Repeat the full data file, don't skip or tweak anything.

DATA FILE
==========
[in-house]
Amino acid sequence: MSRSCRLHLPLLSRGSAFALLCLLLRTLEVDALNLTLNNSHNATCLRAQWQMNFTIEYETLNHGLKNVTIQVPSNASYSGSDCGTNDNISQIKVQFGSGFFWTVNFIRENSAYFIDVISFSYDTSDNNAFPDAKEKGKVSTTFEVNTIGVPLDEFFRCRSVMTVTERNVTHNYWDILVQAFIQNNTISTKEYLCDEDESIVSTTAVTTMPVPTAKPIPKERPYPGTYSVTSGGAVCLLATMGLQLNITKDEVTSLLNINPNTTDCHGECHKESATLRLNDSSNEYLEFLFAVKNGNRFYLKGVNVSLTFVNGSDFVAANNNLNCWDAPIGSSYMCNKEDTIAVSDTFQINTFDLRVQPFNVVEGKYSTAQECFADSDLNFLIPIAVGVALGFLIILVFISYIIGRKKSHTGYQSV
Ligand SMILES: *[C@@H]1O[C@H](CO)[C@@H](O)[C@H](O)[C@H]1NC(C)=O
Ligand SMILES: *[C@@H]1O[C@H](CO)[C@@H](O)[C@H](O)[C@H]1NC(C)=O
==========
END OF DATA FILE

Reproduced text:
[in-house]
Amino acid sequence: MSRSCRLHLPLLSRGSAFALLCLLLRTLEVDALNLTLNNSHNATCLRAQWQMNFTIEYETLNHGLKNVTIQVPSNASYSGSDCGTNDNISQIKVQFGSGFFWTVNFIRENSAYFIDVISFSYDTSDNNAFPDAKEKGKVSTTFEVNTIGVPLDEFFRCRSVMTVTERNVTHNYWDILVQAFIQNNTISTKEYLCDEDESIVSTTAVTTMPVPTAKPIPKERPYPGTYSVTSGGAVCLLATMGLQLNITKDEVTSLLNINPNTTDCHGECHKESATLRLNDSSNEYLEFLFAVKNGNRFYLKGVNVSLTFVNGSDFVAANNNLNCWDAPIGSSYMCNKEDTIAVSDTFQINTFDLRVQPFNVVEGKYSTAQECFADSDLNFLIPIAVGVALGFLIILVFISYIIGRKKSHTGYQSV
Ligand SMILES: *[C@@H]1O[C@H](CO)[C@@H](O)[C@H](O)[C@H]1NC(C)=O
Ligand SMILES: *[C@@H]1O[C@H](CO)[C@@H](O)[C@H](O)[C@H]1NC(C)=O